Supreme Court rejects Republican challenge to Affordable Care Act

  • Supreme Court rejects Republican challenge to Affordable Care Act

Supreme Court rejects Republican challenge to Affordable Care Act

The Affordable Care Act, the public health care system signed into law by President Barack Obama, survived a legal challenge Thursday when the Supreme Court ruled that it can not be struck down on the basis of the elimination of the individual mandate.

The court ruled 7-2, with Justice Stephen Breyer writing for the majority, striking down a lower court ruling, saying the plaintiffs - Texas and 17 other GOP-led states - did not have standing to sue. Under President Obama, the law forced those who did not carry health insurance to pay a tax penalty.

Judge Reed O'Connor of the Northern District of Texas ruled on December 14, 2018, that the Obamacare law was unconstitutional in its entirety, but stayed enforcement during the appeals process.

President Joe Biden's administration in February urged the Supreme Court to uphold Obamacare, reversing the position taken by the government under Trump, who left office in January.

After Texas and other states sued, a coalition of 20 states including Democratic-governed California and NY and the Democratic-controlled House of Representatives intervened in the case to try to preserve Obamacare after Trump refused to defend the law. A coalition of 20 states including Democratic-governed California and NY and the Democratic-controlled House of Representatives intervened in the case to try to preserve Obamacare after Trump refused to defend the law. As a result, today's ruling is a step forward for millions of Americans and Californians who rely on the ACA for their care.

Conservative Justices Samuel Alito and Neil Gorsuch dissented from the ruling.

From the Senate floor, Democratic Majority Leader Chuck Schumer of NY celebrated the fact "the ACA is here to stay". "And they do not claim that they might enjoin Congress", he continued. "For more than a decade, the assault on our health care law was relentless from Republicans in Congress, from the executive branch itself and from Republican attorneys general in the courts".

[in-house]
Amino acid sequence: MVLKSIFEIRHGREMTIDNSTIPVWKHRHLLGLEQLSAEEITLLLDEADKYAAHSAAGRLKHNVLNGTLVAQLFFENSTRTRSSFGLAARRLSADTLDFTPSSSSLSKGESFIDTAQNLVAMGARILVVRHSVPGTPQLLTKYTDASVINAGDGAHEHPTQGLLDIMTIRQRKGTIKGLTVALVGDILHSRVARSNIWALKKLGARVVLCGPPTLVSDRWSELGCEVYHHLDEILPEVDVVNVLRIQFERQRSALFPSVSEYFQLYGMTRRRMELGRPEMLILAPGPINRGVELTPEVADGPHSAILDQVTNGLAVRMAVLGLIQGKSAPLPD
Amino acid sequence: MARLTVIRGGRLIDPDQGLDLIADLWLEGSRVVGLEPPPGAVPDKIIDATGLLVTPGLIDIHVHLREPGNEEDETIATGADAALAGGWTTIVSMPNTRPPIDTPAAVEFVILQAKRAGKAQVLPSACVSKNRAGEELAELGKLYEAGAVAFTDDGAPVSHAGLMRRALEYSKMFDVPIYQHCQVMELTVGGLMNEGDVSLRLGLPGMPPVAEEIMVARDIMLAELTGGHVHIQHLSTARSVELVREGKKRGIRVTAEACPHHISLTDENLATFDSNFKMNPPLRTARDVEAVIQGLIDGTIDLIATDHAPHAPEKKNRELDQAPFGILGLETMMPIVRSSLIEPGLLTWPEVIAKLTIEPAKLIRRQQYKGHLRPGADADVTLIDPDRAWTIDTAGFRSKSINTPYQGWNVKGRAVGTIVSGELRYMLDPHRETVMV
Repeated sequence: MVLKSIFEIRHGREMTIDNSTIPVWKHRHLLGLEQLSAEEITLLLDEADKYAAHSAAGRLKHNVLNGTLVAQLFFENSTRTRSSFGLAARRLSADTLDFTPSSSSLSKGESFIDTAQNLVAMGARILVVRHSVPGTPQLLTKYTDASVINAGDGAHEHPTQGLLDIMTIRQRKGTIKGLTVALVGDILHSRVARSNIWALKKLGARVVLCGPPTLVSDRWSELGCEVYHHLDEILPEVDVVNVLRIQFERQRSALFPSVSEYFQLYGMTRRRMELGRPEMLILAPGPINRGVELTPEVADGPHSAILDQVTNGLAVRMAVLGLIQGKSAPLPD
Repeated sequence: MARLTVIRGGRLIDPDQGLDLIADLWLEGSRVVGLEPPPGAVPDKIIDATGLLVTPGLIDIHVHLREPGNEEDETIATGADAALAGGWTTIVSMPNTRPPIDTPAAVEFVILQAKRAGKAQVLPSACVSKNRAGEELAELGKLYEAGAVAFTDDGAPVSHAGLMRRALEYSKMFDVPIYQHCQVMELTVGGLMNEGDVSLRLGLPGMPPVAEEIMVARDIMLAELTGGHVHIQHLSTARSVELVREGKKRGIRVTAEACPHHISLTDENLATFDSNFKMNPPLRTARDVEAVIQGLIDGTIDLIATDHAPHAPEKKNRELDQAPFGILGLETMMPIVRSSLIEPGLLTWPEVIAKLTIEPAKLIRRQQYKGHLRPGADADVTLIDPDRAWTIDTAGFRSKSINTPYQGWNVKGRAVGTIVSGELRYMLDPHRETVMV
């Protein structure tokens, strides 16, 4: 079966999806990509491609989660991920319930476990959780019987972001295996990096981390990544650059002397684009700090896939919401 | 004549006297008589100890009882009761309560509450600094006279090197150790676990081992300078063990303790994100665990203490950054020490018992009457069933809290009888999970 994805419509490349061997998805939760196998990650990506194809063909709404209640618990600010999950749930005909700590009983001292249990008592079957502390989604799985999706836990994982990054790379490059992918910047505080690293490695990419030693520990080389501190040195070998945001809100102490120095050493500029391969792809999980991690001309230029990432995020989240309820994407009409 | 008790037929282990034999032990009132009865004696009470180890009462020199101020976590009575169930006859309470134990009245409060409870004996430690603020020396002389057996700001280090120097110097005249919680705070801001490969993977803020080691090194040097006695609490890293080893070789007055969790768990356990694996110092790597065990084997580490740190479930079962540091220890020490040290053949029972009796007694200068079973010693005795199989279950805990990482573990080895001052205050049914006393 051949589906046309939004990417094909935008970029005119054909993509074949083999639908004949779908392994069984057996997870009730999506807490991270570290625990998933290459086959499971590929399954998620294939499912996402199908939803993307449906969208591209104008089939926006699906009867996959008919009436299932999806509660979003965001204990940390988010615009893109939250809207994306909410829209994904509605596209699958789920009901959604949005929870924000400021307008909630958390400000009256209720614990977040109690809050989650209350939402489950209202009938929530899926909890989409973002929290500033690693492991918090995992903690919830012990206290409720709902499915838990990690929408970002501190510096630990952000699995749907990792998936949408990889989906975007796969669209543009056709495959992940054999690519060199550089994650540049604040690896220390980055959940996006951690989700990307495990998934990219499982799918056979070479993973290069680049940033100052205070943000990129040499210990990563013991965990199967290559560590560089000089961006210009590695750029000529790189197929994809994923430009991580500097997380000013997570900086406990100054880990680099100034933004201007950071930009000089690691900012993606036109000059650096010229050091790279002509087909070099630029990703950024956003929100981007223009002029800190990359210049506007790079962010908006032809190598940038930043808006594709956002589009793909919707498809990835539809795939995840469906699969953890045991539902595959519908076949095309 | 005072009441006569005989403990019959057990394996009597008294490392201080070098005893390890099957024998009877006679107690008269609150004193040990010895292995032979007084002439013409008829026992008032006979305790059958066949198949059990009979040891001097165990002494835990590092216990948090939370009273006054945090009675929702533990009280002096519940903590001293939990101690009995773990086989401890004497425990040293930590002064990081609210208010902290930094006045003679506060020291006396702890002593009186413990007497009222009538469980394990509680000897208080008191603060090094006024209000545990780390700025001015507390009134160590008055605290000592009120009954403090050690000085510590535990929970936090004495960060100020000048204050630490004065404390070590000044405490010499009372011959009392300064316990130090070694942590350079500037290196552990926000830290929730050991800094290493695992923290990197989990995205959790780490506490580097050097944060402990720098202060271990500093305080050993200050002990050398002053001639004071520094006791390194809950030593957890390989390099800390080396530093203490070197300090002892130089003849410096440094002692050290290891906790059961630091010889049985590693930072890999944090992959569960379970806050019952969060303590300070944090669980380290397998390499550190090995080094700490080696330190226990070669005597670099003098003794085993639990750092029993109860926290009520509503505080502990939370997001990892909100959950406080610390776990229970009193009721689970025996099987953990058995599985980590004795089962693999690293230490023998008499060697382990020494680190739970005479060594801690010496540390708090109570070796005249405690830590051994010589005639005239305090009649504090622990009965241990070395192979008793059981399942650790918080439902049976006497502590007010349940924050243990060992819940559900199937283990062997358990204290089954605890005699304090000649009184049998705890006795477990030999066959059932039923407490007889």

The closest Republicans got was in the summer of 2017, when they controlled both the House and the Senate and had President Donald Trump in the White House.

Justice Alito's lengthy dissent (in which Justice Neil Gorsuch joined) nearly playfully refers to the case as "the third installment in our epic Affordable Care Act trilogy" - in which "the Court is presented with the daunting problem of a "tax" that does not tax".

The Supreme Court in 2012 and 2015 also fended off previous Republican challenges to Obamacare.

Facing questions from Sen.

As originally enacted in 2010, the Patient Protection and Affordable Care Act, popularly known as the Obamacare law, required most Americans to obtain minimum essential health insurance coverage, Breyer wrote for the court.

Biden has pledged to expand healthcare access and buttress Obamacare. He and other Democrats had criticized Republican efforts to strike down the law at a time when the US was grappling with a deadly coronavirus pandemic. There is broad public support for its requirement that insurance companies cover pre-existing health conditions. His giant COVID-19 relief bill significantly increased subsidies for private health plans offered through the ACA's insurance markets, while also dangling higher federal payments before the dozen states that have declined the law's Medicaid expansion.

Texas and other Republican-leaning states, backed by the Trump administration, sought to strike down the law on technical arguments after Congress reduced to zero the tax penalty for failing to carry health insurance.

Roberts cast the key vote in a 5-4 decision that stunned Republicans, holding that the law's individual coverage mandate was valid under Congress' taxing power.

"The principle of universal coverage has been established", Obama said in a statement.